Trolling in the deep

A misguided social media campaign falsely portrays Brandeis University as being unsafe for Zionists

A number of recent news articles have portrayed Brandeis University as an anti-Zionist, anti-American, and anti-free speech institution. Yet the reality behind the published stories was never properly revealed and is even more worrying than the one currently depicted.

I arrived at Brandeis after almost four years of active service in an IDF special ops unit and found a socially and intellectually welcoming community. Even though I was away from home, it was almost impossible to feel too far: At Brandeis, there are three scholarships for Israelis, a vibrant Israeli cultural club, Israeli investment club, a fellowship to bring African Americans and Jewish Americans to visit Israel, an AIPAC affiliate, a J Street chapter, The Schusterman Center for Israel Studies, and many more initiatives. Meanwhile, there are two barely functioning Palestinian solidarity groups. Whether this imbalance is good or bad is for the reader to judge, but this is how it is, and if this is the case, why was Brandeis in the news lately?

The story behind the negative news portrayals revolves around one of my classmates, Daniel Mael, who makes news by presenting marginal events as meaningful. Looking closely at the methods employed by Mael and other people behind this mudslinging is revealing not only regarding Brandeis, but also about how extraordinarily easy it is to use social media to steer the political discourse into shallow water and intimidate individuals to keep quiet, a technique that is sadly spreading.

Since I have been to places where being Israeli is unsafe, and identifying as a Zionist is controversial, I find that claims that Brandeis is “unsafe” for Zionists land somewhere between ludicrous and maliciously false. Over a year ago, Mael first made this argument through an article about an event followed an encounter he had with a self-described Zionist student and a J Street U activist. According to the article, the student verbally abused Mael. However, the student in question and four other witnesses denied the exchange took place, and filled a report with the campus police over the incident, stating that Mael invented the incident. He disclosed the student’s full name to sources in a Washington based blog and the publication of the article brought a rain of harassing comments and threats upon the student. Regardless of what she said or did not say, in Mael’s mind, not only did this personal interaction deserve the world’s attention, but it also implied that Brandeis is hostile to Zionists.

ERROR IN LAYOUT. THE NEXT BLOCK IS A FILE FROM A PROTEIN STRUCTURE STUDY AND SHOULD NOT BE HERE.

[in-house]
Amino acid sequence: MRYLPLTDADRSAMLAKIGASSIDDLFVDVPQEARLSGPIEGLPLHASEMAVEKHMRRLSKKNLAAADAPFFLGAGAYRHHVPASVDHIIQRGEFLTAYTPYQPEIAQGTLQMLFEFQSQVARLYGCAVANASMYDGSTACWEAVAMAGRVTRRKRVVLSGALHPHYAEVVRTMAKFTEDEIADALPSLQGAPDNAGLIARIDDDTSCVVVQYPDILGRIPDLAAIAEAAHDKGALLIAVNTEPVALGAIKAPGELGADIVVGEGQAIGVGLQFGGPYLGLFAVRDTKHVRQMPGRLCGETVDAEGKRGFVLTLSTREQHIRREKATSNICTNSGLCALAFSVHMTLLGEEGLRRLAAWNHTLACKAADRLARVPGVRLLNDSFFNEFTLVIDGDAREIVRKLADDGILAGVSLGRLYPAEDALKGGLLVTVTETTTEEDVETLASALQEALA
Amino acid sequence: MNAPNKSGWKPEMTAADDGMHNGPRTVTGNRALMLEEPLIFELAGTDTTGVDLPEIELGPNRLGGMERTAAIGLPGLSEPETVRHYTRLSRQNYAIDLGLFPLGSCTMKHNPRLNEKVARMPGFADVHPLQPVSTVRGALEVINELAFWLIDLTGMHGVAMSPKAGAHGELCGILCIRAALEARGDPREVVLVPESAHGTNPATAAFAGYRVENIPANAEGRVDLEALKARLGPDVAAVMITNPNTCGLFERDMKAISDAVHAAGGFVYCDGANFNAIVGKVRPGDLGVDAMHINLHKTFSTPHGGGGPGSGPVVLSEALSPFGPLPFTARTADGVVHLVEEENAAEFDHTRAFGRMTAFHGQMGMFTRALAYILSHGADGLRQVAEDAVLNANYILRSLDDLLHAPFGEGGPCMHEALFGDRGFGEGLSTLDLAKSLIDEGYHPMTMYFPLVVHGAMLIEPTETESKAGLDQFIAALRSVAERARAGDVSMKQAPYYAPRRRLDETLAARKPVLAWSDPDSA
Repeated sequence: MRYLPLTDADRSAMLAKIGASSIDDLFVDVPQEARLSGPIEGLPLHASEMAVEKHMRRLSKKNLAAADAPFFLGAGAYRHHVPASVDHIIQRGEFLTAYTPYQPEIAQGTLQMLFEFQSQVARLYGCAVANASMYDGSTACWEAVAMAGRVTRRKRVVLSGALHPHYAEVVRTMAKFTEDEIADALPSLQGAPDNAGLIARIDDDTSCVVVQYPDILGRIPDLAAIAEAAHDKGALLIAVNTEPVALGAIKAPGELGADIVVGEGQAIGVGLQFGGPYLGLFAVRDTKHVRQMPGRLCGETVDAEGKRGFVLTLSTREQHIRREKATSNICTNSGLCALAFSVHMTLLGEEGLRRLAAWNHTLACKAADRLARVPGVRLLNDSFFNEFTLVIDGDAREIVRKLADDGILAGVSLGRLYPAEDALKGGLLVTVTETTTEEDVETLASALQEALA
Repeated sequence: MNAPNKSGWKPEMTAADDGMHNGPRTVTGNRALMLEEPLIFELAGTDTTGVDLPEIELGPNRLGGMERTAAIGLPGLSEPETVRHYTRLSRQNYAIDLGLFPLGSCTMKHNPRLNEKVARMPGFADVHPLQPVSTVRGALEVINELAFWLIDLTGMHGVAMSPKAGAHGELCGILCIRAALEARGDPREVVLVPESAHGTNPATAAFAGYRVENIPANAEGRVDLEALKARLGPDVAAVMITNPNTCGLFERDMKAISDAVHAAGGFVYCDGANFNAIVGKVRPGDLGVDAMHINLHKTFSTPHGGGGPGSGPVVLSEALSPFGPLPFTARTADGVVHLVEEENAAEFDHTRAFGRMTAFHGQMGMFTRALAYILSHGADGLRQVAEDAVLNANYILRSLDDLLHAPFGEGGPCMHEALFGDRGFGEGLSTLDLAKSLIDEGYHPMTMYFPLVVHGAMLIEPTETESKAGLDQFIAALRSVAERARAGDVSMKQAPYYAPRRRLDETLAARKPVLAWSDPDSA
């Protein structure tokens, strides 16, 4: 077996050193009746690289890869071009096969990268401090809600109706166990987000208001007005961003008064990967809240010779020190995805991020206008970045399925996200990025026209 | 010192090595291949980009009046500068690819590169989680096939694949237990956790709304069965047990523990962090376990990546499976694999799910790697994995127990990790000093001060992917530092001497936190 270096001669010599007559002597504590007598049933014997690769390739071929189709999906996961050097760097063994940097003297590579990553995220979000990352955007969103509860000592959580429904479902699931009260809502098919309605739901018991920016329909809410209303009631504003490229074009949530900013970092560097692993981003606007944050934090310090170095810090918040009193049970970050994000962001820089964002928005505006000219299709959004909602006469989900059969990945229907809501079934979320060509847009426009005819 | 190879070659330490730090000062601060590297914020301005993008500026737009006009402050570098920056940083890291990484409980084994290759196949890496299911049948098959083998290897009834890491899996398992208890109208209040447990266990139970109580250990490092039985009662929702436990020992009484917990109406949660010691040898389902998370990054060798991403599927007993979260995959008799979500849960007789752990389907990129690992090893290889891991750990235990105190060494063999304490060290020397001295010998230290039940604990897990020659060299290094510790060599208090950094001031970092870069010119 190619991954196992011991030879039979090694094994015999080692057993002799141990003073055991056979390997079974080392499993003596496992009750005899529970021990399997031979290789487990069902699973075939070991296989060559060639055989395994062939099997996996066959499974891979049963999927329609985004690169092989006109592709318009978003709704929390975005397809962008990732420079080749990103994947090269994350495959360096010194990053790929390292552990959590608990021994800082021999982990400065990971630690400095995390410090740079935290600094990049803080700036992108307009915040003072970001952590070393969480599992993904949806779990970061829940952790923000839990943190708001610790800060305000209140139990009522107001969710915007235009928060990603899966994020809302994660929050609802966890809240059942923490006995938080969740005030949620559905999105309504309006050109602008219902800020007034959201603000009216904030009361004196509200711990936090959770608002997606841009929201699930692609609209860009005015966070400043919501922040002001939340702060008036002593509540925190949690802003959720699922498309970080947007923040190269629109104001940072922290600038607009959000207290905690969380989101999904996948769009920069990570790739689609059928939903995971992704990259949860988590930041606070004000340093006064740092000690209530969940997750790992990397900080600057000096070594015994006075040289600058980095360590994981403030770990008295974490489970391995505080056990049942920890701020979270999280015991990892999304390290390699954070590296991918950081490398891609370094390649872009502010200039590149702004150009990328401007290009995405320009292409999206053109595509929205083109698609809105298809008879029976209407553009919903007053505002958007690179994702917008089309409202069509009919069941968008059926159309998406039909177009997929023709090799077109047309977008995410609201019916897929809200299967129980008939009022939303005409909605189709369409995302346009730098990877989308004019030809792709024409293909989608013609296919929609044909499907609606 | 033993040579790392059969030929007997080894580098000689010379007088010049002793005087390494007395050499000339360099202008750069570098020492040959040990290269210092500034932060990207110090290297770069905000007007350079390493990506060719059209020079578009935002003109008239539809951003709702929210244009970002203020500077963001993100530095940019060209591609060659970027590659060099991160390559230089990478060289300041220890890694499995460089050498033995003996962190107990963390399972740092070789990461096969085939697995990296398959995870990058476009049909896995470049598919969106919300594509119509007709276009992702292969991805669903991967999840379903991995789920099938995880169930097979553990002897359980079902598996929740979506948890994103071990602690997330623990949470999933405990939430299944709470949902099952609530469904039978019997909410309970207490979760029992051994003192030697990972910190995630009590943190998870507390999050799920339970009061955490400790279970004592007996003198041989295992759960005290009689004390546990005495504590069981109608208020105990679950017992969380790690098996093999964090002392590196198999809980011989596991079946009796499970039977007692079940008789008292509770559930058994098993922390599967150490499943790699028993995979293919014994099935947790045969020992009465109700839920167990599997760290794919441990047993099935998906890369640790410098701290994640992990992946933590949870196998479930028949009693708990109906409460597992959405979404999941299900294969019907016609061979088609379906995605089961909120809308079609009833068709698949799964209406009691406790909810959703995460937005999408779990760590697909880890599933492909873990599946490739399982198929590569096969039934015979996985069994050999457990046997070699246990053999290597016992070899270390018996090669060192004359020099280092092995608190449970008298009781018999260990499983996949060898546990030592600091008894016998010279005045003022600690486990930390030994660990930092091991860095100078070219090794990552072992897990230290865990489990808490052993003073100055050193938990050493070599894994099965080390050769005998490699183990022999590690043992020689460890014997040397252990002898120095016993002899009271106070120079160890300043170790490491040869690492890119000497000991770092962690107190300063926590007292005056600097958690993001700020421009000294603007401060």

Last month, Mael continued his harmful habit of exposing students on right-wing blogs, exposing his victims to relentless online intimidation, sexual and racial harassment, and death threats. This time it was a Brandeis student who made repulsive comments about the slain New York City police officers on Twitter. Her infamous tweets represent the opinion of one student; however, the headline “0.01% of Brandeis students feel no sympathy for slain officers” would not make news. Perhaps this is why Mael presented his subject as a “student leader” and Brandeis as an incubator for anti-American activity. Since, like most college campuses, the term “student leader” is applied quite liberally at Brandeis and the spectrum of student opinions is not included in the article, it is also calculated and dishonest.